Koko said he scheduled a meeting for 1 March 2017 with Prish Govender, another former Eskom executive, who was the project manager, to question why there was a reference to the BEE partner in the settlement letter and to find out who would pay the partner, because Eskom did not have a contract with it.
Elaborating why he wanted to have the meeting with Govender, Koko said:
“It [the reference of payment to a BEE partner] confronted me before. Not only did it confront me before with Ms Bianca Goodson but I had met Mr Essa and Vikas Sagar as well and we discussed the payment. And the process of payment was an issue.
“I made it clear to them all the time that we can only pay McKinsey on the work that was done and approved by McKinsey. McKinsey can employ whoever they want to employ [as BEE partner]”.
Former TMC management consulting CEO Bianca Goodson previously disclosed to the commission that she introduced herself to Koko at an Eskom press conference, on instruction from Clive Angel of Integrated Capital Management, and met him again in February 2016 after Essa set up a meeting to discuss TMC’s work with McKinsey.
Goodson said she asked Koko if Eskom could pay a R30-million invoice directly to TMC rather than through McKinsey. She told the commission that Koko said he could not pay TMC directly as it had no contract with Eskom.
While both McKinsey and TMC received varying payments for the work they did on Eskom’s corporate plans, the commission has heard testimony that in its dealings with the global management consulting firm, payments had been made without contracts being signed or being signed late.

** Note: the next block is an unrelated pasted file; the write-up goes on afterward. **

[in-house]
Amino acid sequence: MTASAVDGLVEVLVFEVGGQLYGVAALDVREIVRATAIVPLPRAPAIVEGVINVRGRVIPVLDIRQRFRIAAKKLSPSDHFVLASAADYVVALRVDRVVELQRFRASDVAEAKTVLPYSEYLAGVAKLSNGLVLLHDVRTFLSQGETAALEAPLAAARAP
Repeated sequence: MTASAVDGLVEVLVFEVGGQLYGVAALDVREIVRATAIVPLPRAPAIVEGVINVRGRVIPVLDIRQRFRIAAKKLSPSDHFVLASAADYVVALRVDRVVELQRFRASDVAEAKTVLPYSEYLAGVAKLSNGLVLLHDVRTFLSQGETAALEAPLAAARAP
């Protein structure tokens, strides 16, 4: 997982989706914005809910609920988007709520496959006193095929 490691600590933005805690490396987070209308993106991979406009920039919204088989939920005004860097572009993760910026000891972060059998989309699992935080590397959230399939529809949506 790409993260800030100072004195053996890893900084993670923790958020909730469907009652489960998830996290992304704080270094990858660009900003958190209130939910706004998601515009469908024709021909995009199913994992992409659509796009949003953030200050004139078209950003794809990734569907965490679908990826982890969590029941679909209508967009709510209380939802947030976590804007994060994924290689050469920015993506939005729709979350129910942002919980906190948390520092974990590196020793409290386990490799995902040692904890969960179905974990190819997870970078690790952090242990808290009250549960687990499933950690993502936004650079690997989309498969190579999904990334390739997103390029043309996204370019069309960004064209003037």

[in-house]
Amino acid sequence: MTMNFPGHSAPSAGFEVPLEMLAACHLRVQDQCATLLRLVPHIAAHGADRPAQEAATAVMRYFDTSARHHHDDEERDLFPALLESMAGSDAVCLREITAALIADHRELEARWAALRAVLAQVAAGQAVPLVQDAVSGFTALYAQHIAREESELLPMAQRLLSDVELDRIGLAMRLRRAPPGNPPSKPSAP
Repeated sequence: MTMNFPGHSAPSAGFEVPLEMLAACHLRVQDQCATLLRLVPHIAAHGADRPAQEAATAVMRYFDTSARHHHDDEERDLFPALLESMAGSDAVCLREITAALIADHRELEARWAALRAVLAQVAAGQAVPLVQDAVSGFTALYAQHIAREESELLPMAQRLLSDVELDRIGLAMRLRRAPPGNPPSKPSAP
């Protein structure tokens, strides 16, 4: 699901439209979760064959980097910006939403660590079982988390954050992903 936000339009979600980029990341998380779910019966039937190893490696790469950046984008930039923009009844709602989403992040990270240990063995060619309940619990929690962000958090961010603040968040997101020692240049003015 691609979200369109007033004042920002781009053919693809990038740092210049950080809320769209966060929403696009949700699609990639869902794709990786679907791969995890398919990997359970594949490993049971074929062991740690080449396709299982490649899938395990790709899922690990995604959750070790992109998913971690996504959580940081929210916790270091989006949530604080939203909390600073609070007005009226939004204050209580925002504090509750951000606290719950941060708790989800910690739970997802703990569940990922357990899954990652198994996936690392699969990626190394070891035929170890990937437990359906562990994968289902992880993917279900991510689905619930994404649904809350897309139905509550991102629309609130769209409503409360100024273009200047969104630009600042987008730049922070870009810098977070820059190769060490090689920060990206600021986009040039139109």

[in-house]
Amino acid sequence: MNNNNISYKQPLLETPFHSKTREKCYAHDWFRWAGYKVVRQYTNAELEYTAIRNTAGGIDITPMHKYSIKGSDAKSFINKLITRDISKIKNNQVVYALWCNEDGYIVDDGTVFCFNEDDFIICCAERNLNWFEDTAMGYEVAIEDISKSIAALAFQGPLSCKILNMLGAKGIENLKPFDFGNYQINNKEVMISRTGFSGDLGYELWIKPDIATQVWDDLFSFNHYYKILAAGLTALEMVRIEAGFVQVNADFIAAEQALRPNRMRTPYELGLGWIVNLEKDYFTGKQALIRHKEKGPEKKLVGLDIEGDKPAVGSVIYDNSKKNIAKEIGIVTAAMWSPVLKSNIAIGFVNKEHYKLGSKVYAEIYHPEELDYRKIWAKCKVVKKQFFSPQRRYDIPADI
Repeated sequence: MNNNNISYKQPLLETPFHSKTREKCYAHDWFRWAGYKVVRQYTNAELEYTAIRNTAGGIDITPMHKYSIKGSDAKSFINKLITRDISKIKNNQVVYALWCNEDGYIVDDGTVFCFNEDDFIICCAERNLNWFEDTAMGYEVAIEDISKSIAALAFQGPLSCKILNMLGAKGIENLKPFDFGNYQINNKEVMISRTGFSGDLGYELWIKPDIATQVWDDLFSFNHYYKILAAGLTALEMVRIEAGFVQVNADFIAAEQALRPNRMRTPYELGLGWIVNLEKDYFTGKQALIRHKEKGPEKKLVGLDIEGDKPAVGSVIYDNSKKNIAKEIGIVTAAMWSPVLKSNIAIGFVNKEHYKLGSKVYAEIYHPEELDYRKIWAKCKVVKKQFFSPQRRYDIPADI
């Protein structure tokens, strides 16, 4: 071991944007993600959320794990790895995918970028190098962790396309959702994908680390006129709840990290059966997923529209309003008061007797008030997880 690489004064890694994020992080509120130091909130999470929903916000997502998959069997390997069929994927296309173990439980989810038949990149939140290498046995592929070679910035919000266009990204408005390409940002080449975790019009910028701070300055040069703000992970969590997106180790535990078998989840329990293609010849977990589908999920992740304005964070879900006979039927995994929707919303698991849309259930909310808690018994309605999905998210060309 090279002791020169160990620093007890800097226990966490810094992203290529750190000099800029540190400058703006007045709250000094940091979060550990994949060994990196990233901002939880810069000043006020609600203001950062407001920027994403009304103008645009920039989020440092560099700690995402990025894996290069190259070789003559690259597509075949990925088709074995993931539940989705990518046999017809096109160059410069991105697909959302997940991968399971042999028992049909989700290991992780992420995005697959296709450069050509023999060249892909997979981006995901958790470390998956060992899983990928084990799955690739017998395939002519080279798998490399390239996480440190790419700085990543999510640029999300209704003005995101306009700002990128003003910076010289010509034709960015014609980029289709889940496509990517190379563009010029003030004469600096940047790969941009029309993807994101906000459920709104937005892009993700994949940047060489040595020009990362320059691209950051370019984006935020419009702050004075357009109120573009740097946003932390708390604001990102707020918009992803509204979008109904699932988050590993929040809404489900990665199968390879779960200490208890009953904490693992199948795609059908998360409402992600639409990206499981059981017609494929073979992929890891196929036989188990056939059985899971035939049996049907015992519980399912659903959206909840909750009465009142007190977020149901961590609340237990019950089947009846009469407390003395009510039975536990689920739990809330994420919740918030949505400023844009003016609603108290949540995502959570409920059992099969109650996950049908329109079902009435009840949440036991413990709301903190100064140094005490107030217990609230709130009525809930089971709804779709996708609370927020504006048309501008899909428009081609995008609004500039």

Koko elaborated during his testimony in April that Eskom preferred that contracts were in place and concluded before work started, but that a letter of acceptance was also legally binding.
As soon as Eskom notified McKinsey that its contract had been approved, said Koko, notification was binding on Eskom even though the contract was yet to be signed.
On Tuesday, Koko submitted an affidavit said to be from McKinsey absolving him of any involvement in the initial contract negotiations between the consulting firm and Eskom.
“And Mr Koko has never been involved in those negotiations, that’s the affidavit that came from McKinsey yesterday. The lead negotiator of those contracts said he negotiated and that I was never there,” Koko said.
Earlier, the former executive said many witnesses had been allowed to lie at the inquiry without any consequences to advance what he has repeatedly claimed to be “the Koko hunt”.
Witnesses and individuals who have testified before the commission include former Eskom legal head Suzanne Daniels, former Glencore CEO Clinton Ephron, former Eskom board chair Ben Ngubane and former Eskom executive Abram Masango.
“It cannot be that witnesses come here to mislead you and get away with murder. I come here to assist you to get to the truth,” said Koko.
“These people who come to the commission to lie… there has to be consequences.”
His testimony continued into the evening where he was quizzed about a trip he took with two of his family members to the Guptas’ hangout destination, Dubai. DM